5. Lady Margaret Hall, Oxford

Lady Margaret Hall, Oxford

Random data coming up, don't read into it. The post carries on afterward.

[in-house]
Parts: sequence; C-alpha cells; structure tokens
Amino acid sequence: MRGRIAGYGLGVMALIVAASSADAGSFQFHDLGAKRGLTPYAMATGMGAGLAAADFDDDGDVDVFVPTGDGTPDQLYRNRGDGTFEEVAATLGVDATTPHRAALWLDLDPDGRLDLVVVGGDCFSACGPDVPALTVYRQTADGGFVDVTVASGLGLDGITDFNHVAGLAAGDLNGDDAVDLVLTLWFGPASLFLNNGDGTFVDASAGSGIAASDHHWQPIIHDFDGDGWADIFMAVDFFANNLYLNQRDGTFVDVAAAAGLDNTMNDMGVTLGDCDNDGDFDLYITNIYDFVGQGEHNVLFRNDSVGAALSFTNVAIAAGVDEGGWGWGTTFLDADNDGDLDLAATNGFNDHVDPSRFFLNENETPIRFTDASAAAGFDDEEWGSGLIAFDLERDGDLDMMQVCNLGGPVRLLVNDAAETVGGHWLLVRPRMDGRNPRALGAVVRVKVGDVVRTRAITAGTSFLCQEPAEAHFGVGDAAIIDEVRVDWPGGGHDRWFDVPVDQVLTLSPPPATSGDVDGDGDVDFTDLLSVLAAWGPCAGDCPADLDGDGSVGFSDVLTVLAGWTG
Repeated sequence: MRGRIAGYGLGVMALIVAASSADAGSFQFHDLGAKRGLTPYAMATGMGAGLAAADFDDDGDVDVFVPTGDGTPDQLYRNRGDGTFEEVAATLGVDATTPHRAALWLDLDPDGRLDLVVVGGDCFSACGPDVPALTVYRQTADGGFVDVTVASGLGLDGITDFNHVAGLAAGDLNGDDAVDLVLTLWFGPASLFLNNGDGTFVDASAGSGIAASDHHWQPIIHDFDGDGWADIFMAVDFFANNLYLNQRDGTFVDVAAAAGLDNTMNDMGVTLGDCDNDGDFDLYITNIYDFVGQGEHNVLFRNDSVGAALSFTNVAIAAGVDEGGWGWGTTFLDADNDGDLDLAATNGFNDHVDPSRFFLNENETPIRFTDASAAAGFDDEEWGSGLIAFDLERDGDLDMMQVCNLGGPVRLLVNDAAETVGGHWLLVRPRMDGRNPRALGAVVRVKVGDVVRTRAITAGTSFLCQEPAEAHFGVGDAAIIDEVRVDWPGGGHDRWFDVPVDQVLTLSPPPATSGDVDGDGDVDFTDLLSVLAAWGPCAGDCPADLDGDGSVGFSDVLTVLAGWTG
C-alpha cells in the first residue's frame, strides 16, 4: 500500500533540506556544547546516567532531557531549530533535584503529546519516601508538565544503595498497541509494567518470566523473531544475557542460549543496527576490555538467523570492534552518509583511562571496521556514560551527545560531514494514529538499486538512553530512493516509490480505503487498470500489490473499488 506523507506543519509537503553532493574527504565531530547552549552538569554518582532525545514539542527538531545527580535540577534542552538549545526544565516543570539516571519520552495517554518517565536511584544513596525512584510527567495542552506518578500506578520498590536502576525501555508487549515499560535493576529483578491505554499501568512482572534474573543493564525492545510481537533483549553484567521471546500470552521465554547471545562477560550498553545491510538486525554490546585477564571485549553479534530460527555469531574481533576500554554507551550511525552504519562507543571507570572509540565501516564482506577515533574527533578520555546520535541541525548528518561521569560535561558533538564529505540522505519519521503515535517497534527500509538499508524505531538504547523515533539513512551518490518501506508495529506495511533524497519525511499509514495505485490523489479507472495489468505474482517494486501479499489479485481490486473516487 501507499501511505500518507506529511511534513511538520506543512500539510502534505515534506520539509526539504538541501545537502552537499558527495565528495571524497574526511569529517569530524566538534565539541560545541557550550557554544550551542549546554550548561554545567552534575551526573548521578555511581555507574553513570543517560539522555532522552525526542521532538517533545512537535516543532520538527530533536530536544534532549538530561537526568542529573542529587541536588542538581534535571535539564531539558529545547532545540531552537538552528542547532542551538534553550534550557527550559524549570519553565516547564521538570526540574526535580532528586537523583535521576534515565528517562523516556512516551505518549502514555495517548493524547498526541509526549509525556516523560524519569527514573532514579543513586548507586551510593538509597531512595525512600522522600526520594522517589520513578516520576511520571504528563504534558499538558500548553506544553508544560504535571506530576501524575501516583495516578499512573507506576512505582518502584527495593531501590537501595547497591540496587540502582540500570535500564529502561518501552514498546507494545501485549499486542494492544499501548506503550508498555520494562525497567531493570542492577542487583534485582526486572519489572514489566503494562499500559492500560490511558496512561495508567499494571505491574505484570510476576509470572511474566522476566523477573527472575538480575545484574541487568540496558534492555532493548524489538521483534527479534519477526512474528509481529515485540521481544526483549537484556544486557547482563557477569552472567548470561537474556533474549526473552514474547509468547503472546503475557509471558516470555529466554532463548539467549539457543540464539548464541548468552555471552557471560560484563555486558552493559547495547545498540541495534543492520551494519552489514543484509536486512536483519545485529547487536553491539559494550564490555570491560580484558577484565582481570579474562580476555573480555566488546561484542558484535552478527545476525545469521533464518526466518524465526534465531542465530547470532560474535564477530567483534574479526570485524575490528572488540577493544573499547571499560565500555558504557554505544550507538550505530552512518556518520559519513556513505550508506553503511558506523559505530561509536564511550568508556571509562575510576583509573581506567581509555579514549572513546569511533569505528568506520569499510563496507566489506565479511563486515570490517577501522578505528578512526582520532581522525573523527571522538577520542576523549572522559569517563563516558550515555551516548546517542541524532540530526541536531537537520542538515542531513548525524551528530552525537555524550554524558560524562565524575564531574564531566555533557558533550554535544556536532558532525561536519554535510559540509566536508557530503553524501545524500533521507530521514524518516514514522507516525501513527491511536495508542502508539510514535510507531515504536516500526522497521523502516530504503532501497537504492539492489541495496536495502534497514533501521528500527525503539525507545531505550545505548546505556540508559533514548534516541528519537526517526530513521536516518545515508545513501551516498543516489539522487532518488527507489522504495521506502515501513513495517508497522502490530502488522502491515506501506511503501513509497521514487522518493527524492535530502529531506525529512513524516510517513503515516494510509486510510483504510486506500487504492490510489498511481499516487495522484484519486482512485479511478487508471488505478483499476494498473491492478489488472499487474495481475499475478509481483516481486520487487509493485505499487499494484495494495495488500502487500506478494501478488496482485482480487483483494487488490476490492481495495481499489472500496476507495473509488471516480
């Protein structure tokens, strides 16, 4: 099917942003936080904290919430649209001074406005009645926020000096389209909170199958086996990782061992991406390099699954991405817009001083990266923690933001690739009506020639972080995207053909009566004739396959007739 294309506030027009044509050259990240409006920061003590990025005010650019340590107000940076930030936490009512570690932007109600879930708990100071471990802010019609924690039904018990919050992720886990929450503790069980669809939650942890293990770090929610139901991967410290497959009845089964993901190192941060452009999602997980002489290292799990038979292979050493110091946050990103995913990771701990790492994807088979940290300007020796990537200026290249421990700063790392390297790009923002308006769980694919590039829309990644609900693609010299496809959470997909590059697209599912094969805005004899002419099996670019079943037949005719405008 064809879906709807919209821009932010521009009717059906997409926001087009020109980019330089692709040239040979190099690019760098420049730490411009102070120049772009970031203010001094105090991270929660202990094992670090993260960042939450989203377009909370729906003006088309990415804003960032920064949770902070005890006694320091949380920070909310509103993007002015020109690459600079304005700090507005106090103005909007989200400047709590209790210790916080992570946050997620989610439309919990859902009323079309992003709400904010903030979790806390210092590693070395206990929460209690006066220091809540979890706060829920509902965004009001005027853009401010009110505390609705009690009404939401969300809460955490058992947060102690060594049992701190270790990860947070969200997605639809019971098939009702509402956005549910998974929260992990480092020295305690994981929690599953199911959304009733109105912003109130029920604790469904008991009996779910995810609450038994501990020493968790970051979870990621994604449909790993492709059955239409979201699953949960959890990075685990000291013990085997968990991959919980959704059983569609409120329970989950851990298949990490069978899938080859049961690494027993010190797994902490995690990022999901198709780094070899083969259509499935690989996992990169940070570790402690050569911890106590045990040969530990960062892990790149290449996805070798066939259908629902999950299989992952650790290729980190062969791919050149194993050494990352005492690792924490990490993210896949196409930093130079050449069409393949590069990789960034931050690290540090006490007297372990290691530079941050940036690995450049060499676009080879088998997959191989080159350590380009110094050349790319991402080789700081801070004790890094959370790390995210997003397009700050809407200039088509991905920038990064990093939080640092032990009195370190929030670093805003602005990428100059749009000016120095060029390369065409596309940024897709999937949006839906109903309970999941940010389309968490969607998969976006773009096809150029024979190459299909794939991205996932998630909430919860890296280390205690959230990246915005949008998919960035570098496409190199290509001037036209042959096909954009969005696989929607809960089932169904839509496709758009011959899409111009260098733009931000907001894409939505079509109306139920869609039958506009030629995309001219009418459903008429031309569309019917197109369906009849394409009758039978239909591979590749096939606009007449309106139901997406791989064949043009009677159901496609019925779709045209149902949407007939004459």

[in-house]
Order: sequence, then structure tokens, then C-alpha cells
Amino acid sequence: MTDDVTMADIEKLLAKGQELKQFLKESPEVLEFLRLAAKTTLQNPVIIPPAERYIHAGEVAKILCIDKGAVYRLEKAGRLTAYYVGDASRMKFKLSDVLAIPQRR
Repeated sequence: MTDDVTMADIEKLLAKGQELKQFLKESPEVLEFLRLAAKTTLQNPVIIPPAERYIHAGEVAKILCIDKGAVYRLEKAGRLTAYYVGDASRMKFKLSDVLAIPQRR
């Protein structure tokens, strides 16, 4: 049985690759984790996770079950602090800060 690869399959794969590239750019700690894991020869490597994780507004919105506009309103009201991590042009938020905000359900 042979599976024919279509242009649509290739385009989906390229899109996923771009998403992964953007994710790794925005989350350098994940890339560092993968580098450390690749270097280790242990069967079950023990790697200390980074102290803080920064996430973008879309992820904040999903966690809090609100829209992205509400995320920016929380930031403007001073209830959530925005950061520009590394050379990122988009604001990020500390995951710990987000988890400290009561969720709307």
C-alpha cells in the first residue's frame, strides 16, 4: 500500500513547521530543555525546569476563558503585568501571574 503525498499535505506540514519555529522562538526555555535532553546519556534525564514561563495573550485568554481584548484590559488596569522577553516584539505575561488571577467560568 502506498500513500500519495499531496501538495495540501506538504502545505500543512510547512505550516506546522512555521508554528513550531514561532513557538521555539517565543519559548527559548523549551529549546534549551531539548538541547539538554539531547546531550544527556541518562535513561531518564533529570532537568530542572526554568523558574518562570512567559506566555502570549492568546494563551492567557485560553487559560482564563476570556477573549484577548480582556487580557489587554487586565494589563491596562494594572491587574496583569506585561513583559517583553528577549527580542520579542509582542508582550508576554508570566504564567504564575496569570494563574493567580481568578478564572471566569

Demobilized as a Section Officer in January 1946, she still had a year of her Newnham Research Fellowship in hand. But Cambridge was now less congenial. The ethos of Newnham, under its new Principal, seemed more practical, less sympathetic to pure scholarship than it had been, and it was clear that Oxford, with a strong recent tradition of integrating archaeological and epigraphic work into the study of Greek civilization, was a more logical base for a large-scale epigraphic work. In 1961, Anne named five Oxford scholars, Tod, Beazley, Wade-Gery, Meiggs, and Dunbabin, as having, in their various ways, been particularly important for her work. The opportunity for a move was mediated by Dorothy Garrod, Fellow of Newnham and prominent in air photography, who had developed ties with Lady Margaret Hall during the war. In the dour post-war years, LMH, particularly perhaps Lucy Sutherland as Principal, retained a respect for what was cheerfully described as 'totally useless scholarship', and Anne went there as Research Fellow in autumn 1946, remaining there, much loved, up till and beyond her retirement. In 1952, in order to maintain her link with the college after the expiry of her Research Fellowship, she was elected to a part-time Tutorship in Ancient History. It was recognized that she would not cover the whole 'Greats' field. The Romans were out of the question, and she successfully asserted her incompetence to deal with fourth-century Greece. On the other hand, she could offer Greek Sculpture, in which available teaching was always scarce, and, in order to make up the minimum four hours a week of teaching required of her, she also, from time to time, taught Classical set texts to first-year students in English or History. In 1953 she was elected to an Official Fellowship, and after 1959 she went on to a full tutorial load. The teaching was found congenial on both sides. She took infinite trouble to build her pupils' confidence in their own abilities and ideas, and her gentle firmness often inspired great devotion. Teaching for the Diploma in Classical Archaeology gave her the stray specialized pupil of high quality. With the exception of the editorship of the Annual of the British School at Athens (1955-61), she did not do much administration, not through unwillingness or incompetence; others had more of a taste for it. With this freedom and the fortunate specialism of her teaching range, she was able to control her own development.

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